Husel, a former doctor with the Columbus-area Mount Carmel Health System, was accused in Franklin County of purposely causing the death of 14 patients between 2015 and 2018. He faced 15 years to life in prison for each count.
The jury, which initially could not come to an agreement, deliberated for a week after the seven-week trial ended.
Husel’s defense attorneys argued that the doses of fentanyl—a potent painkiller—that he administered to patients was intended to comfort them and that death for critically ill patients was imminent, the Dispatch reported.
Prosecutors told the jury that Husel’s actions hastened the death of the patients.
Husel faces more than 10 civil lawsuits from the families of patients who died while under his care, while several families have settled suits worth millions of dollars, the Dispatch reported.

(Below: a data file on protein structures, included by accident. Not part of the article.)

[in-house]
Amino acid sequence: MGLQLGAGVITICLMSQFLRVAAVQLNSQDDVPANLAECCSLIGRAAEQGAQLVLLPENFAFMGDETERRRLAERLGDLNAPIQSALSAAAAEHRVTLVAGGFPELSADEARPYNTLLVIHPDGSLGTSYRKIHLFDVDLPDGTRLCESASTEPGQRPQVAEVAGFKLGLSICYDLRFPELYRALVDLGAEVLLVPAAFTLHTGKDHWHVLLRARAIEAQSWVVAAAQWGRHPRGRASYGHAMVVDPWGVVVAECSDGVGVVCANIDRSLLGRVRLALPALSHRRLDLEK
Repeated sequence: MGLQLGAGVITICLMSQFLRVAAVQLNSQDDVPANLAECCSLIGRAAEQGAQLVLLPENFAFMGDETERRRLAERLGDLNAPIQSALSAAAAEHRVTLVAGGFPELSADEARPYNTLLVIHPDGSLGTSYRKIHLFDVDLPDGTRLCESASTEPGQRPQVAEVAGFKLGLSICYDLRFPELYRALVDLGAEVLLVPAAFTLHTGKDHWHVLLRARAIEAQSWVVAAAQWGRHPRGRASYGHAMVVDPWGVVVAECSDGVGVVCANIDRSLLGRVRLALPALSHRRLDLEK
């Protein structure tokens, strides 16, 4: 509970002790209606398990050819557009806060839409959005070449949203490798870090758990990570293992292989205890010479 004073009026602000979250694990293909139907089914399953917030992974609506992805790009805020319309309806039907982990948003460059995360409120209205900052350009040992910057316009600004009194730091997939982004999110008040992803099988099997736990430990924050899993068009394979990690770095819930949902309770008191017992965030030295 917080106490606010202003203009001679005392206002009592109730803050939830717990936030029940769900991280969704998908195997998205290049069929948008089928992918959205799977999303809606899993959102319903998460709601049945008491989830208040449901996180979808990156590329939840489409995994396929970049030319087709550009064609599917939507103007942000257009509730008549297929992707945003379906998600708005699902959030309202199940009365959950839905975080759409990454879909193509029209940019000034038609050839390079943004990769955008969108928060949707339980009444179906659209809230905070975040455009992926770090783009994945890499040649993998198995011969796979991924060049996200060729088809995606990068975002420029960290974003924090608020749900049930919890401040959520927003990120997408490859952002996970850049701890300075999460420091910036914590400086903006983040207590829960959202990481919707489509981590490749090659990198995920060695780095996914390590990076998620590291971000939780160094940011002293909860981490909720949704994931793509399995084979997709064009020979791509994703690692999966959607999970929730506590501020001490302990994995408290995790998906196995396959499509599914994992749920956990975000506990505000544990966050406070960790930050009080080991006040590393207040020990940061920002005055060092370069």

Husel was part of a wave of U.S. doctors charged for their role in a public health crisis that the Centers for Disease Control and Prevention (CDC) said led to a record 47,600 U.S. opioid-related overdose deaths in 2017.
The CDC reported that more than 75,000 people died from opioids overdoses in the 12-month period ending in April 2021.
Fentanyl, often given for intense pain associated with cancer, is 100 times more powerful than morphine.
By Brendan O’Brien